Amid flurry of errors, Google rolls back AI Overviews


Google’s new search feature, AI Overviews, was announced amid much fanfare last month. However, after users found multiple inaccuracies and began mocking the tech giant, the tool now appears to have been rolled back.

The AI Overviews feature has been producing quite a few hilarious and, frankly, dangerous answers to user queries. For instance, it said that a cockroach can live in a penis, that smoking while pregnant is fine, or that eating rocks is completely normal.

Probably realizing that the sheer amount of these wacky hallucinations is hitting Google’s reputation hard, the company admitted it had essentially screwed up.

Liz Reid, Google’s head of search, wrote in a blog post that some odd, inaccurate, or unhelpful AI Overviews certainly did show up: “While these were generally for queries that people don’t commonly do, it highlighted some specific areas that we needed to improve.”

One of those was Google’s ability to understand humor, apparently. According to Reid, because no one really seriously seeks information about rocks as an edible goodie, a “data void” opened up, and the model used satirical content for its answer.

“We saw AI Overviews that featured sarcastic or troll-y content from discussion forums. Forums are often a great source of authentic, first-hand information, but in some cases can lead to less-than-helpful advice, like using glue to get cheese to stick to pizza,” said Reid.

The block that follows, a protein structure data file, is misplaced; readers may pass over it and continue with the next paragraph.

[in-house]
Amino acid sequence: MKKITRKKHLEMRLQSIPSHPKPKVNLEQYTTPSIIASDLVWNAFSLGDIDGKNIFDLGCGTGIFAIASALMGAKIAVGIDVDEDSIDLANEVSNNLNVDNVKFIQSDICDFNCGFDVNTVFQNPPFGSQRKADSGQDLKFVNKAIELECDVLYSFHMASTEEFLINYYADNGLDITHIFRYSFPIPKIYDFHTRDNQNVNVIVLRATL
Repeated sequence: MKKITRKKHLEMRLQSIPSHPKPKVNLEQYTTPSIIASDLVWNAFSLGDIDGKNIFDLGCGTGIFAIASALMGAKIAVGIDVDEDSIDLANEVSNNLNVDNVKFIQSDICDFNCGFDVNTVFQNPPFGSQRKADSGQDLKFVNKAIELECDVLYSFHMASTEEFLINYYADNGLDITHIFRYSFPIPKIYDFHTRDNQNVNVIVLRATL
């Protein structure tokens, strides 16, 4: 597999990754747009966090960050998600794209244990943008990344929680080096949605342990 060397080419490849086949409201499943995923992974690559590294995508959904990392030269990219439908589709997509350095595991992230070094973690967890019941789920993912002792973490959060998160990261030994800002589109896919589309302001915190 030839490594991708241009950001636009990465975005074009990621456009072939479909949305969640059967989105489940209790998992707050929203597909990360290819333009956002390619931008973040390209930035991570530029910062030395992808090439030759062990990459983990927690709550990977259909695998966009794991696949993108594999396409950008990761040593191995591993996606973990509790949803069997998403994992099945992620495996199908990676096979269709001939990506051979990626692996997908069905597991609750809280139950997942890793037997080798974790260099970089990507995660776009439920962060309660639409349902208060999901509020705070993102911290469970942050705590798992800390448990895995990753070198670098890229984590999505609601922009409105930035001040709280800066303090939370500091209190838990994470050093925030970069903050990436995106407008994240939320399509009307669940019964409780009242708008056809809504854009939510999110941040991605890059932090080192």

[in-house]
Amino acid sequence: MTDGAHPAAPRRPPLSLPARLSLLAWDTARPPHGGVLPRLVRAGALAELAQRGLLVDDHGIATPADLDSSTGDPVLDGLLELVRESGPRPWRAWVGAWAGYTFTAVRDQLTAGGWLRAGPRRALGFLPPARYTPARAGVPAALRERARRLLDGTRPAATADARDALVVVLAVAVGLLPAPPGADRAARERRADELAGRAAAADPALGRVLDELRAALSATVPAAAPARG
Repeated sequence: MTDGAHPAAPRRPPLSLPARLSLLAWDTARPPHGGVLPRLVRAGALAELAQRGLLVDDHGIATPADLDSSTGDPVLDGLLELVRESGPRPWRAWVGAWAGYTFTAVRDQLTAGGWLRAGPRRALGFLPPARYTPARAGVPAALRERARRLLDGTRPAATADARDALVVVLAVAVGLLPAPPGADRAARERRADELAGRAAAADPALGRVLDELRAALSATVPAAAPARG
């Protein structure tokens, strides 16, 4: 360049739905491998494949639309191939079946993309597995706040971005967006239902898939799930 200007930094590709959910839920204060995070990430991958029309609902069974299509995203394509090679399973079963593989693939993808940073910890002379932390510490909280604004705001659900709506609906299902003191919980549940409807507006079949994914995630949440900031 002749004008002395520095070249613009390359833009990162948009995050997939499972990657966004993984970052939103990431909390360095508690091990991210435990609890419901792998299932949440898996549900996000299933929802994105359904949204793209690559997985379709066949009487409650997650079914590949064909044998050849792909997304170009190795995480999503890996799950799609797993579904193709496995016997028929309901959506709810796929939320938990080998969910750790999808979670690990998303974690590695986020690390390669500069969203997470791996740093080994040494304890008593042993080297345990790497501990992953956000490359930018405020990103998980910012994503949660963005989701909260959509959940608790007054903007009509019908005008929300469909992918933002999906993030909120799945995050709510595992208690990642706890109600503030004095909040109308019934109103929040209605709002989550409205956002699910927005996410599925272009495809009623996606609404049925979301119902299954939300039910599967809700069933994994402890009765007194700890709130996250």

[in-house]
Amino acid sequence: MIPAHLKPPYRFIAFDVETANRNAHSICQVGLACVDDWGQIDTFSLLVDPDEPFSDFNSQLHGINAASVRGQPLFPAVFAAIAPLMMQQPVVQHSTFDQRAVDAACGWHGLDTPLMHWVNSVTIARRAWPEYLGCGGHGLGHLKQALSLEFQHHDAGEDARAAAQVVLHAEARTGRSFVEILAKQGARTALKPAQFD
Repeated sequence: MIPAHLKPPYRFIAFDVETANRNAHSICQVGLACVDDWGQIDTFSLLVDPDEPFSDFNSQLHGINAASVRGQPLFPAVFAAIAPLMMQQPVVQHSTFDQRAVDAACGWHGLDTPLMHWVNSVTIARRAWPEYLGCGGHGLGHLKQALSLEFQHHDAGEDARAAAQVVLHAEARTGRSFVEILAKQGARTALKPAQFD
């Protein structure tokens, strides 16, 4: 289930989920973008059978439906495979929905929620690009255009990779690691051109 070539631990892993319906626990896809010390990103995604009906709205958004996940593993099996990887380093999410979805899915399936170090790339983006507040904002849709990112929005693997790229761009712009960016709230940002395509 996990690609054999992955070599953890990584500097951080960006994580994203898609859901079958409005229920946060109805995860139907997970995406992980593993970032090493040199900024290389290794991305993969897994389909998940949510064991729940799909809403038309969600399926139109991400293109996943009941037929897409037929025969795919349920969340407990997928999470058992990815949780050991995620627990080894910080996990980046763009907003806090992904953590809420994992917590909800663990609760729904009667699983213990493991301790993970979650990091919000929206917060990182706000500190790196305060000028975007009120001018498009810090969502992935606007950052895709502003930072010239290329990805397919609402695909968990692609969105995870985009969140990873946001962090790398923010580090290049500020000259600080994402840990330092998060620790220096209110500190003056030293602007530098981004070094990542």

She’s defiant, though, adding: “User feedback shows that with AI Overviews, people have higher satisfaction with their search results, and they’re asking longer, more complex questions that they know Google can now help with.”

Reid also pointed out that many new searches were deliberately nonsensical and obviously aimed at producing erroneous results. Besides, many screenshots were allegedly fake, she said.

Still, Google has been working on updates that could help broad sets of queries instead of fixing them one by one. This means patterns need to be found, and guardrails have to be put in place.

So far, it’s all a mess. The New York Times noticed over the weekend that AI Overviews for some searches had disappeared, and Ashley Thompson, a Google spokesperson, soon confirmed adjustments are being made – even though the firm hopes to keep the feature in the long term.

In what is probably a tacit admission that its default Search results page is now a giant hallucination, Google has also added a “web” tab to the site. This means that users can narrow their searches to an old-fashioned list of web pages and opt out of AI-generated magic.